The banner images on this site are selections of historical mappings and data visualizations that responded to the following prompt:
While revisiting visual historical antecedents in Kostelnick and Hasset’s Shaping Information and the more aesthetically- focused concerns of Tufte, locate a visualization of information or visual argument produced before the 20th century. Write about the visualization much like Tufte (122-139) does about Minard’s graphic, which he calls analytical design, careful to articulate any aspects of the graphic that strike you as demonstrably rhetorical. Are there visual tropes?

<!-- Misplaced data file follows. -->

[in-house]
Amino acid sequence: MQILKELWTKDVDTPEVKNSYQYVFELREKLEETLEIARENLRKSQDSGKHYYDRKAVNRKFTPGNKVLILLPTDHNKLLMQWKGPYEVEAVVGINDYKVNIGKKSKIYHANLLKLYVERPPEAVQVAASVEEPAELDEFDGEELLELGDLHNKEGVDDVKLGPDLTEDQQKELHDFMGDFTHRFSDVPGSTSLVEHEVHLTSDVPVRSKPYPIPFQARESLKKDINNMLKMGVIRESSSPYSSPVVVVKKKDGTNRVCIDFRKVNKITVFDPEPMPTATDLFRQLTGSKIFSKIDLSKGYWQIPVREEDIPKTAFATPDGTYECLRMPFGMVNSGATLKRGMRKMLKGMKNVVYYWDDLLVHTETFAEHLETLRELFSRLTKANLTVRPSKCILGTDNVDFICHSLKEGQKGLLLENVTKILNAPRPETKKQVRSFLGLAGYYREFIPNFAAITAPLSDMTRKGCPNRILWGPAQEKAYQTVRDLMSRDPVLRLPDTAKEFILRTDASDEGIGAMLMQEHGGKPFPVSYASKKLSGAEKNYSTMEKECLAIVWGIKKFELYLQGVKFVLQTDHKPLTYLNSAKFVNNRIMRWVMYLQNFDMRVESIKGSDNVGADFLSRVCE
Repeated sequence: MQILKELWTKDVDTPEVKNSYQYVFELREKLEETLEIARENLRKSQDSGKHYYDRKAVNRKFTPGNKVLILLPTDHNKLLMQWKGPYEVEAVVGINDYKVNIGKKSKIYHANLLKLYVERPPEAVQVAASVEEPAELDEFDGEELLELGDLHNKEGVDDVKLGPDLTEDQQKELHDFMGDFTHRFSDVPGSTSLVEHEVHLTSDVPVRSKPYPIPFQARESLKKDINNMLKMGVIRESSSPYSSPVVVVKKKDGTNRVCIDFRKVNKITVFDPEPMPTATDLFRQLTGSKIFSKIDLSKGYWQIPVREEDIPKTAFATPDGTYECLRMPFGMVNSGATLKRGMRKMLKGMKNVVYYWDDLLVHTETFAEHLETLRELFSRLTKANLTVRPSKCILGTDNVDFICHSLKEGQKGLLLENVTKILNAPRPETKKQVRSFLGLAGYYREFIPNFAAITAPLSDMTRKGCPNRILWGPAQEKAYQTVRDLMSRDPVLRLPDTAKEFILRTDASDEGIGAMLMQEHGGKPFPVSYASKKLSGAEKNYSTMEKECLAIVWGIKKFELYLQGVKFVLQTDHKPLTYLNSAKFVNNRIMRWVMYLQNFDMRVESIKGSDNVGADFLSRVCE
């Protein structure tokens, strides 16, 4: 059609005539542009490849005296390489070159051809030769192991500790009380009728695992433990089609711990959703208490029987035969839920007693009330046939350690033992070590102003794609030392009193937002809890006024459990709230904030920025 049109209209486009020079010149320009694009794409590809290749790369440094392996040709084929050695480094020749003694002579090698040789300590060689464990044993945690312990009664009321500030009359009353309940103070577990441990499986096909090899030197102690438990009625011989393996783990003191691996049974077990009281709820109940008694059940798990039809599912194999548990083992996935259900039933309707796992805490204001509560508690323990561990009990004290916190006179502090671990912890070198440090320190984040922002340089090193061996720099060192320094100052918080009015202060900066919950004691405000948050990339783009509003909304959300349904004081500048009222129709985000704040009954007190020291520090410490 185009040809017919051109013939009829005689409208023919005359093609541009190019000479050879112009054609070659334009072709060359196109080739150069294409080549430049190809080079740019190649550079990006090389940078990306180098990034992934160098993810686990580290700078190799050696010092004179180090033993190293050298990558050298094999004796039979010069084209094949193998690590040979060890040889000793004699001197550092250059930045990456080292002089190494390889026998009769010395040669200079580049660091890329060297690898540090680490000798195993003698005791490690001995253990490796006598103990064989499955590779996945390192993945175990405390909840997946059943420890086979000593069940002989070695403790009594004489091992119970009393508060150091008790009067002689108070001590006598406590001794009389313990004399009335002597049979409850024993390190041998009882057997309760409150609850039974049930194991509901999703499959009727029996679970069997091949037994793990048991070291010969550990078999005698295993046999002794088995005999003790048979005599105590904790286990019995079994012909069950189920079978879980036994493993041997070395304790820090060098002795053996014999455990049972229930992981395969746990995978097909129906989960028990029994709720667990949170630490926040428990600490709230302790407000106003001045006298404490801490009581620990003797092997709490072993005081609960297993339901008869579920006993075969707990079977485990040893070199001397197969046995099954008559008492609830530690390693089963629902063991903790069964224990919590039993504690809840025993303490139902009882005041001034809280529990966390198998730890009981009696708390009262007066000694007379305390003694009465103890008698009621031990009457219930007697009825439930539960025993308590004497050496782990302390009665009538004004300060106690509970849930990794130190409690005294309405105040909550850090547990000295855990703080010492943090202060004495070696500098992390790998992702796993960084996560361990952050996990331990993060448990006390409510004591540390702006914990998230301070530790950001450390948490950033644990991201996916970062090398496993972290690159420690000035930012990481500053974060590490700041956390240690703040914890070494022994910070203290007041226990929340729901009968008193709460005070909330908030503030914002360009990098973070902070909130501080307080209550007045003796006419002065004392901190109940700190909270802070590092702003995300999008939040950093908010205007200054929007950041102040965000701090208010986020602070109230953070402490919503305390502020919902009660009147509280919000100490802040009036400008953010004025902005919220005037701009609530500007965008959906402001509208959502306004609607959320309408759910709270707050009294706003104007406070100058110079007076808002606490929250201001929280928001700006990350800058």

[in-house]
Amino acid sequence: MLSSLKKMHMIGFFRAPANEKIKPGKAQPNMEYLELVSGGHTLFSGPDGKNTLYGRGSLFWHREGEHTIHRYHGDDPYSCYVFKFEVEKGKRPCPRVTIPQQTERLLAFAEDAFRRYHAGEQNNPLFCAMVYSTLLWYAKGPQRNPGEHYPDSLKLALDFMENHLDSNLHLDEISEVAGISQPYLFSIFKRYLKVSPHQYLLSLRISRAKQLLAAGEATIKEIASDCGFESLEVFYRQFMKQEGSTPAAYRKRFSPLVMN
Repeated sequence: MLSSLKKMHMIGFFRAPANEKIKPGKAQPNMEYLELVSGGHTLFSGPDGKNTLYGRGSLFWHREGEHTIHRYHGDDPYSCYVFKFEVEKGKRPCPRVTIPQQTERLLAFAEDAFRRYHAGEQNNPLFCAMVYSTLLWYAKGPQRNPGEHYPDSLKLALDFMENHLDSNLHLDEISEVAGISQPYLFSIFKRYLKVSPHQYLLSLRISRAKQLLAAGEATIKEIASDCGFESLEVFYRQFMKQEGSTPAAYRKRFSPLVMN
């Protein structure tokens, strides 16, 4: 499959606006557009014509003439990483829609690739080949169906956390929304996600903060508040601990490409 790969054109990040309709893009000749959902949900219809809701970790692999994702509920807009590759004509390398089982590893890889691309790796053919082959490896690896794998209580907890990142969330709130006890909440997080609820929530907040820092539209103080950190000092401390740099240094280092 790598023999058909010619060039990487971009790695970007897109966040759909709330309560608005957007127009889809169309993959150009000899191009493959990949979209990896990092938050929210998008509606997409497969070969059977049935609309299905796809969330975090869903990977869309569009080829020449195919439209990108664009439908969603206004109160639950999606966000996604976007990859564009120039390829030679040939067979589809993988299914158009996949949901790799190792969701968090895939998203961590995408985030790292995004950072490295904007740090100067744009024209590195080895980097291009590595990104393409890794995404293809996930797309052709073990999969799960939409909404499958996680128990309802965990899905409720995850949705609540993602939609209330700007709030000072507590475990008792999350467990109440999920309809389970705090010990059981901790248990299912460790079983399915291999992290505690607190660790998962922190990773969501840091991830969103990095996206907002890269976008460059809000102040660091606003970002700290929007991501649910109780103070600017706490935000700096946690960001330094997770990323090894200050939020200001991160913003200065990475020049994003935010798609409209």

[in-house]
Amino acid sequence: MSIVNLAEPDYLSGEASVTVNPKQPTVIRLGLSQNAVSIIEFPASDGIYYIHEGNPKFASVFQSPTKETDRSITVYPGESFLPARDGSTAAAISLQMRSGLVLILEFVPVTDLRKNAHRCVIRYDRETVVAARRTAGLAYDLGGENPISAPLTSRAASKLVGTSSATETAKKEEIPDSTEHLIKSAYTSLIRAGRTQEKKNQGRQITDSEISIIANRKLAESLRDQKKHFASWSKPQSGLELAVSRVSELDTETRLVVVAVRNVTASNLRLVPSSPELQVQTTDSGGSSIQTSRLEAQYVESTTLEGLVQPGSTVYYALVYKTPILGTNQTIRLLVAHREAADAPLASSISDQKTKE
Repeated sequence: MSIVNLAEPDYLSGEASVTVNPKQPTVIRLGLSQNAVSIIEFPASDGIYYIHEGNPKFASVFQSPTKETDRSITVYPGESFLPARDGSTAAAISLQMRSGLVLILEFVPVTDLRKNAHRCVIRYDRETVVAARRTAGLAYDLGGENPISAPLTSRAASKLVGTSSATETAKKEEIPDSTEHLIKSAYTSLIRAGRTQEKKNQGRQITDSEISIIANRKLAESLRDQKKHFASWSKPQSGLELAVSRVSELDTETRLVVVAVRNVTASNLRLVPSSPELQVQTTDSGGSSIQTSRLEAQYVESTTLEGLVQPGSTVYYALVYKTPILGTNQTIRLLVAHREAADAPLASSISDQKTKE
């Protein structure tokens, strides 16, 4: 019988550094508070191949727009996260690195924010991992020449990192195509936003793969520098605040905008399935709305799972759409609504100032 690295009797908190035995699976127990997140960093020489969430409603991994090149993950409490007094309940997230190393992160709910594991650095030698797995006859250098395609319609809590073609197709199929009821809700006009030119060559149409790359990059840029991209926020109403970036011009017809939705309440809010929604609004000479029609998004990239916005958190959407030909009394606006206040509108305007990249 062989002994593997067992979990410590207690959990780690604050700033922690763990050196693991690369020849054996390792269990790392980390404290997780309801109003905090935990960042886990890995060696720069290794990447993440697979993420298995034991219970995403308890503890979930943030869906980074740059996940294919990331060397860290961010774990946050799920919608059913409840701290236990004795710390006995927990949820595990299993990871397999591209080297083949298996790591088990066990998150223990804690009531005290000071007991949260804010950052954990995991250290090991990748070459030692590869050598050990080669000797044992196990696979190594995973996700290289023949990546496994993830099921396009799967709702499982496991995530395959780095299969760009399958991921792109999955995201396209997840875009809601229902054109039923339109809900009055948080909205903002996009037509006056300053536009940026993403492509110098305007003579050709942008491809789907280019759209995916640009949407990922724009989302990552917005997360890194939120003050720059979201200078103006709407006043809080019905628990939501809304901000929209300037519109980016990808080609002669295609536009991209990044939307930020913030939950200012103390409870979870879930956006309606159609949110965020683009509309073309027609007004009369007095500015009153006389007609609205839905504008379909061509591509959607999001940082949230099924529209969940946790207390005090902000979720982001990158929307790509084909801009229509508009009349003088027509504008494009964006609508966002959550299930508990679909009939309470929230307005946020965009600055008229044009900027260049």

I was completely blown away by the archival research completed and the ways each example had been tied back to each author’s individual research program. These shortened analyses act as an extended historical visual bibliography, and add to Kostelnick and Hasset’s historical visualization, adding an important element of time (as chronos) to what is often reduced only to kairos, or opportunity.
There’s nothing wrong with kairos, following this and other examples. However, strengthening, enriching, and building visual historiography is an important component of building a robust visual rhetoric.